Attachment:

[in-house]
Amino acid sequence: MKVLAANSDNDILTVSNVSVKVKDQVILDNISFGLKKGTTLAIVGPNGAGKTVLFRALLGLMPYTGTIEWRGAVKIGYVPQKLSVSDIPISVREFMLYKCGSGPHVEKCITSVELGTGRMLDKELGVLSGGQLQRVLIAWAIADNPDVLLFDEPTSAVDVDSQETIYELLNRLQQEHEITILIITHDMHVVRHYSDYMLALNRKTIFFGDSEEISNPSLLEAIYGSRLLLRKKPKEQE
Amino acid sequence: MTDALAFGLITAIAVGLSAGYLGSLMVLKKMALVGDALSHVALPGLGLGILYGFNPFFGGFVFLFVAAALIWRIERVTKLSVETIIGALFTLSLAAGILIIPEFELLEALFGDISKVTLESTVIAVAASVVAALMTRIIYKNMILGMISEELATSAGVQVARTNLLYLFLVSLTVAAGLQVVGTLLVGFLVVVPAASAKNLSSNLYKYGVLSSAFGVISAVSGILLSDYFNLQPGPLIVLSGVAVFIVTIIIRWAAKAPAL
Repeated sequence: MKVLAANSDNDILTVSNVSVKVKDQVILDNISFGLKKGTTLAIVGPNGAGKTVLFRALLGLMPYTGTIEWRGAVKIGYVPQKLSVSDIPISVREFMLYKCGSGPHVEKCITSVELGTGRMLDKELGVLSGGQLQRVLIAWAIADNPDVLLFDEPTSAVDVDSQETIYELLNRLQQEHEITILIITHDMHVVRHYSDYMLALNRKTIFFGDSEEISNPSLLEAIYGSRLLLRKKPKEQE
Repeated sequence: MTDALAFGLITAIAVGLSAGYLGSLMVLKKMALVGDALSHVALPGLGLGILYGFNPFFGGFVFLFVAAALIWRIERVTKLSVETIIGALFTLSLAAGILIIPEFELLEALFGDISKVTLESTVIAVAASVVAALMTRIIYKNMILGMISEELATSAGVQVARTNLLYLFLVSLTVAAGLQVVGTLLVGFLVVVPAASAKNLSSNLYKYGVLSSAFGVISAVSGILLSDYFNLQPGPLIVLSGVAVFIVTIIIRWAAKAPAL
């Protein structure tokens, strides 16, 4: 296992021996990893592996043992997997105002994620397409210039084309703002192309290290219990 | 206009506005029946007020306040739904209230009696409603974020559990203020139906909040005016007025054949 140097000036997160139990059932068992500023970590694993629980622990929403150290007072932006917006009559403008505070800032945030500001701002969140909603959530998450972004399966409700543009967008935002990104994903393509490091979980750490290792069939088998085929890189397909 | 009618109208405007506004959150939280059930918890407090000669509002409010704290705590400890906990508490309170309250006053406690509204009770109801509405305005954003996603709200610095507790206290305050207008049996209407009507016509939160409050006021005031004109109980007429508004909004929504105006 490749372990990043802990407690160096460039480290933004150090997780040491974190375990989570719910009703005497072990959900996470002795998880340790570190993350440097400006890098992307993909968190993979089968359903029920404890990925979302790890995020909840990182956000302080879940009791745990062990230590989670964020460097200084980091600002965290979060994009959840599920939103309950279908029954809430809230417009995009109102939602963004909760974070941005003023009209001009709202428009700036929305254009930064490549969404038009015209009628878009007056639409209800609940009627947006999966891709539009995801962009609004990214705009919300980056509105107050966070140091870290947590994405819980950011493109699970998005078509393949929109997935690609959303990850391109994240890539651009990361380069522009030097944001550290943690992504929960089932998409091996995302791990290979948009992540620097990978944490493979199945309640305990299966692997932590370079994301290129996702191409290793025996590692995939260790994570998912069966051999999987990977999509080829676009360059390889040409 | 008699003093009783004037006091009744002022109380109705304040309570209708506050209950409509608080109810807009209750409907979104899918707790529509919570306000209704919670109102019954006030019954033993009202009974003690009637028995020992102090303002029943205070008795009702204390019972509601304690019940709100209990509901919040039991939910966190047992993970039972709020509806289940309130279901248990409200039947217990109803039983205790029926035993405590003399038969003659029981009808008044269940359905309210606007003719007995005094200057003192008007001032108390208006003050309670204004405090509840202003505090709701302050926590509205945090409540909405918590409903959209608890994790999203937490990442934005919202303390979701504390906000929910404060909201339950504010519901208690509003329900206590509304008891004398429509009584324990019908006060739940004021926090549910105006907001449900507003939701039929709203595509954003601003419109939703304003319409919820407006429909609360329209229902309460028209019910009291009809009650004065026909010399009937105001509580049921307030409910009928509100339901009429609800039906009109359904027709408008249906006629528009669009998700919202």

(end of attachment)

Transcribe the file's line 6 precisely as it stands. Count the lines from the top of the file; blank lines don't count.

């Protein structure tokens, strides 16, 4: 296992021996990893592996043992997997105002994620397409210039084309703002192309290290219990 | 206009506005029946007020306040739904209230009696409603974020559990203020139906909040005016007025054949 140097000036997160139990059932068992500023970590694993629980622990929403150290007072932006917006009559403008505070800032945030500001701002969140909603959530998450972004399966409700543009967008935002990104994903393509490091979980750490290792069939088998085929890189397909 | 009618109208405007506004959150939280059930918890407090000669509002409010704290705590400890906990508490309170309250006053406690509204009770109801509405305005954003996603709200610095507790206290305050207008049996209407009507016509939160409050006021005031004109109980007429508004909004929504105006 490749372990990043802990407690160096460039480290933004150090997780040491974190375990989570719910009703005497072990959900996470002795998880340790570190993350440097400006890098992307993909968190993979089968359903029920404890990925979302790890995020909840990182956000302080879940009791745990062990230590989670964020460097200084980091600002965290979060994009959840599920939103309950279908029954809430809230417009995009109102939602963004909760974070941005003023009209001009709202428009700036929305254009930064490549969404038009015209009628878009007056639409209800609940009627947006999966891709539009995801962009609004990214705009919300980056509105107050966070140091870290947590994405819980950011493109699970998005078509393949929109997935690609959303990850391109994240890539651009990361380069522009030097944001550290943690992504929960089932998409091996995302791990290979948009992540620097990978944490493979199945309640305990299966692997932590370079994301290129996702191409290793025996590692995939260790994570998912069966051999999987990977999509080829676009360059390889040409 | 008699003093009783004037006091009744002022109380109705304040309570209708506050209950409509608080109810807009209750409907979104899918707790529509919570306000209704919670109102019954006030019954033993009202009974003690009637028995020992102090303002029943205070008795009702204390019972509601304690019940709100209990509901919040039991939910966190047992993970039972709020509806289940309130279901248990409200039947217990109803039983205790029926035993405590003399038969003659029981009808008044269940359905309210606007003719007995005094200057003192008007001032108390208006003050309670204004405090509840202003505090709701302050926590509205945090409540909405918590409903959209608890994790999203937490990442934005919202303390979701504390906000929910404060909201339950504010519901208690509003329900206590509304008891004398429509009584324990019908006060739940004021926090549910105006907001449900507003939701039929709203595509954003601003419109939703304003319409919820407006429909609360329209229902309460028209019910009291009809009650004065026909010399009937105001509580049921307030409910009928509100339901009429609800039906009109359904027709408008249906006629528009669009998700919202």